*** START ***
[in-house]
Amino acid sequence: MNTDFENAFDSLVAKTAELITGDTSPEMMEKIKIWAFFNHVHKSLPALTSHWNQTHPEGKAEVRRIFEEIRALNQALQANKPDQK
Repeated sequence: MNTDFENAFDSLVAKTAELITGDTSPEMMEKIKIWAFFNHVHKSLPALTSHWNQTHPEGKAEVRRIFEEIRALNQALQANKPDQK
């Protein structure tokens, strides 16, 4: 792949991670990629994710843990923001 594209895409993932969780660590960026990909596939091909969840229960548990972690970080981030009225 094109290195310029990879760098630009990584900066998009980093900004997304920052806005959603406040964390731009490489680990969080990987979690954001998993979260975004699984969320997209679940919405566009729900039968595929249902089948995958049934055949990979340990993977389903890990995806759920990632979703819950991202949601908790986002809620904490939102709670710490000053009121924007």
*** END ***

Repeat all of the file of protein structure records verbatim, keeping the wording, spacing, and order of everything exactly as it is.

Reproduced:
[in-house]
Amino acid sequence: MNTDFENAFDSLVAKTAELITGDTSPEMMEKIKIWAFFNHVHKSLPALTSHWNQTHPEGKAEVRRIFEEIRALNQALQANKPDQK
Repeated sequence: MNTDFENAFDSLVAKTAELITGDTSPEMMEKIKIWAFFNHVHKSLPALTSHWNQTHPEGKAEVRRIFEEIRALNQALQANKPDQK
């Protein structure tokens, strides 16, 4: 792949991670990629994710843990923001 594209895409993932969780660590960026990909596939091909969840229960548990972690970080981030009225 094109290195310029990879760098630009990584900066998009980093900004997304920052806005959603406040964390731009490489680990969080990987979690954001998993979260975004699984969320997209679940919405566009729900039968595929249902089948995958049934055949990979340990993977389903890990995806759920990632979703819950991202949601908790986002809620904490939102709670710490000053009121924007």